If passing through the Plaza de la Virgen at noon on a Thursday, you’ll have to fight your way past a huge conglomeration of people gathered at the cathedral’s back door. You might want to pause and join the group yourself, in order to see Valencia’s Tribunal de las Aguas: the oldest continuing court in Europe.
If you’re looking at the Turia Riverbed using a satellite program such as Google Earth, you might be surprised by the presence of a giant tied onto the ground with ropes. And zoom in closer… what are those little specks climbing all over him? Lilliputians?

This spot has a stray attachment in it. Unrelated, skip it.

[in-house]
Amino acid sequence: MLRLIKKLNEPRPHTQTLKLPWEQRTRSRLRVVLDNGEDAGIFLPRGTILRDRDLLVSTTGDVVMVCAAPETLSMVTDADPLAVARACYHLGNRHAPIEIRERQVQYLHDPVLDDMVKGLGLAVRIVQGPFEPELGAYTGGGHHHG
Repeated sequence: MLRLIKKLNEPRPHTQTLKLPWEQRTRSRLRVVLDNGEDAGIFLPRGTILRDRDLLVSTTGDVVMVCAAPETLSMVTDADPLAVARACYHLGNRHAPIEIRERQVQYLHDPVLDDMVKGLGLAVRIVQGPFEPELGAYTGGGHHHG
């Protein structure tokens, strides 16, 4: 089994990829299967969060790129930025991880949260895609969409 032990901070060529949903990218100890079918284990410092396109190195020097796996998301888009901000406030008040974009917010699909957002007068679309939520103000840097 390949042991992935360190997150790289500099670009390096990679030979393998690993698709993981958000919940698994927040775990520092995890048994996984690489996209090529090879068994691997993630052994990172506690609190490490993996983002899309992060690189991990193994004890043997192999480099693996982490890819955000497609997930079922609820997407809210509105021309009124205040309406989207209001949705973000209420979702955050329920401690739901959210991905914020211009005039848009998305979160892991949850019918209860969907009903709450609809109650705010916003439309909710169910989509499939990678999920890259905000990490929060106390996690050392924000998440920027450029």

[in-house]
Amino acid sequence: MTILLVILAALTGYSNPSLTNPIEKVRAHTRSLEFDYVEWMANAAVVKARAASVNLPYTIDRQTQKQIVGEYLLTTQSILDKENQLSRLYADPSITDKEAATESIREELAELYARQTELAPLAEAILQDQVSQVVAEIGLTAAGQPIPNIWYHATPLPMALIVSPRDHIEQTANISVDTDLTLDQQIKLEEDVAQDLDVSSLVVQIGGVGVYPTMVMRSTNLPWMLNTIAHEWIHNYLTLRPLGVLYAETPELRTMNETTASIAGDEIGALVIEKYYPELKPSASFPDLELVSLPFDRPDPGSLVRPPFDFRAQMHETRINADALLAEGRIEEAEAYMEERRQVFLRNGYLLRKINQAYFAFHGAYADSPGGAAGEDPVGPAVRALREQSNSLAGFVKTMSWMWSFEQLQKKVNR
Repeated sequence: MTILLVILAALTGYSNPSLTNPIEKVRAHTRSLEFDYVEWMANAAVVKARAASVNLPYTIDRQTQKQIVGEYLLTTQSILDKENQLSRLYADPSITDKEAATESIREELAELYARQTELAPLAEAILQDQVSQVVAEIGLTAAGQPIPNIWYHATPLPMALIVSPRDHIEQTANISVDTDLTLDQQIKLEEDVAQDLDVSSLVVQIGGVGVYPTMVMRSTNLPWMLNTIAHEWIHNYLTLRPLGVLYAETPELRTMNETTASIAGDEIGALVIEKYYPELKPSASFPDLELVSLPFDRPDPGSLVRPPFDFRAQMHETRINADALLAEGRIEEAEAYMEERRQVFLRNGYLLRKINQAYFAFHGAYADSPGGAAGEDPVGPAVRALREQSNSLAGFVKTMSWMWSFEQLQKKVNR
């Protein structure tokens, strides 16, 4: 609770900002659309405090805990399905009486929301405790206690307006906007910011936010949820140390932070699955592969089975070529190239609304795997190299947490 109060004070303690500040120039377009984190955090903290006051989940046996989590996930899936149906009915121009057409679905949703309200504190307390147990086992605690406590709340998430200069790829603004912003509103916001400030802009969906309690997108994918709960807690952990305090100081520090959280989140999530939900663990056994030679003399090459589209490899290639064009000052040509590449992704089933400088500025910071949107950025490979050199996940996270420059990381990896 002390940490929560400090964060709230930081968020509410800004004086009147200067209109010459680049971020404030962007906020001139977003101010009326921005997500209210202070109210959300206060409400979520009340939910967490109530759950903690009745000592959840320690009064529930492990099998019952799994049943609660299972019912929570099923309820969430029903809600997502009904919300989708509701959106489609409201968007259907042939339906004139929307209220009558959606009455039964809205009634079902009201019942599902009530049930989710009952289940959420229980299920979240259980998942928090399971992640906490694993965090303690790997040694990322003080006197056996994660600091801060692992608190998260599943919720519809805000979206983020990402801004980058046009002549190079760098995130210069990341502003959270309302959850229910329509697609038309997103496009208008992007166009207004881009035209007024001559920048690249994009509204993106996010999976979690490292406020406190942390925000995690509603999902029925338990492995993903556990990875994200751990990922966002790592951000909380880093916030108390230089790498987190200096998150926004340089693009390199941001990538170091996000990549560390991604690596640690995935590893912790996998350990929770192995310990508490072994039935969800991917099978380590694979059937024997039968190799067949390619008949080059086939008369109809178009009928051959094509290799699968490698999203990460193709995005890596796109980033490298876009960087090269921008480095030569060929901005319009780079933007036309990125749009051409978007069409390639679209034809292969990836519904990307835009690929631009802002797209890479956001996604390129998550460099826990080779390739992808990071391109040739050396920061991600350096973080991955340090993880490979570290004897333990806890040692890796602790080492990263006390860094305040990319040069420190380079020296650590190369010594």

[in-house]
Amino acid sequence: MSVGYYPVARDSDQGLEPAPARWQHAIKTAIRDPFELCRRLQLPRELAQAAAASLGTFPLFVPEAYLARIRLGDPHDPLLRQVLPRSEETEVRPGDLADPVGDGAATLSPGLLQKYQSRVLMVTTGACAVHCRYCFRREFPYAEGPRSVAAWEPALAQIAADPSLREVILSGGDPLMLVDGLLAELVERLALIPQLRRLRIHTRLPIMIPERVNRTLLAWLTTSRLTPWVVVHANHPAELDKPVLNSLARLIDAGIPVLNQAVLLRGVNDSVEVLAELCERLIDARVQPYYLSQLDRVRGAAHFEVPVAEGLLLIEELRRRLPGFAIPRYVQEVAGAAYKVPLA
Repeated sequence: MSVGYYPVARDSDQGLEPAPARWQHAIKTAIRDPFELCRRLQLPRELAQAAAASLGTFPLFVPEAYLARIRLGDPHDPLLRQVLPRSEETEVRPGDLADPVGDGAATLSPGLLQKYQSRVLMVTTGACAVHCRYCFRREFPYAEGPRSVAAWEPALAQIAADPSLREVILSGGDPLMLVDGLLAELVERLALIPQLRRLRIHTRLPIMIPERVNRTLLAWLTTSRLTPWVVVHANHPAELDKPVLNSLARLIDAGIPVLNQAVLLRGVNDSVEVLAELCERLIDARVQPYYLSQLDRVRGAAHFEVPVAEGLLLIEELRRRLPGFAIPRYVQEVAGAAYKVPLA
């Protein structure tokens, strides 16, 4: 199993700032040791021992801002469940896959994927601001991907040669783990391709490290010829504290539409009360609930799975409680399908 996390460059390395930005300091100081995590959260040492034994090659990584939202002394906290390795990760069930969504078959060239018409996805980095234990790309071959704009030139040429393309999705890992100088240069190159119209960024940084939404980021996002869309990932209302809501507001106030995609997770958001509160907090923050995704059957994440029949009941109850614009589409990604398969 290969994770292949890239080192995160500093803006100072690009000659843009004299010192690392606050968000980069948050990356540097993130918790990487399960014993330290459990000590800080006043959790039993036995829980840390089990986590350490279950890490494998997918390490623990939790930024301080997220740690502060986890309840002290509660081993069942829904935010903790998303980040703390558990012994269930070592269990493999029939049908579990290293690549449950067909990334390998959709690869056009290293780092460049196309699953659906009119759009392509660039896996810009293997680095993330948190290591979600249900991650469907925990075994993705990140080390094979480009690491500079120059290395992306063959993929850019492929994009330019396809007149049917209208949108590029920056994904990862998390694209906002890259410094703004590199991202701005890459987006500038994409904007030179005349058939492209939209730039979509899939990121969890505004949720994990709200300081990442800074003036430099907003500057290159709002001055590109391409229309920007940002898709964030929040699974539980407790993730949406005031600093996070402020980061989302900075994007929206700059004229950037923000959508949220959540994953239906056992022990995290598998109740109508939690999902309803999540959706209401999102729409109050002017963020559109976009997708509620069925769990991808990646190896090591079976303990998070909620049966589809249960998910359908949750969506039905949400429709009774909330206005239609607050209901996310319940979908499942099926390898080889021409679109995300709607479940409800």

There’s more than one major concert venue in the Turia park. About a kilometer away from the Palau de les Arts Reina Sofia, Valencia’s futuristic egg-shaped opera house, you’ll find the Palau de la Música. Built in 1987, the Palau focuses on classical music. It’s prized for its acoustics, and attracts orchestras and famous musicians from around the world.
By far the biggest cities in Spain are Madrid and Barcelona: they dominate the country’s media, culture, tourism and (especially) sports. But what comes next? What’s the Chicago, to Spain’s New York and Los Angeles? That, my friends, would be Valencia.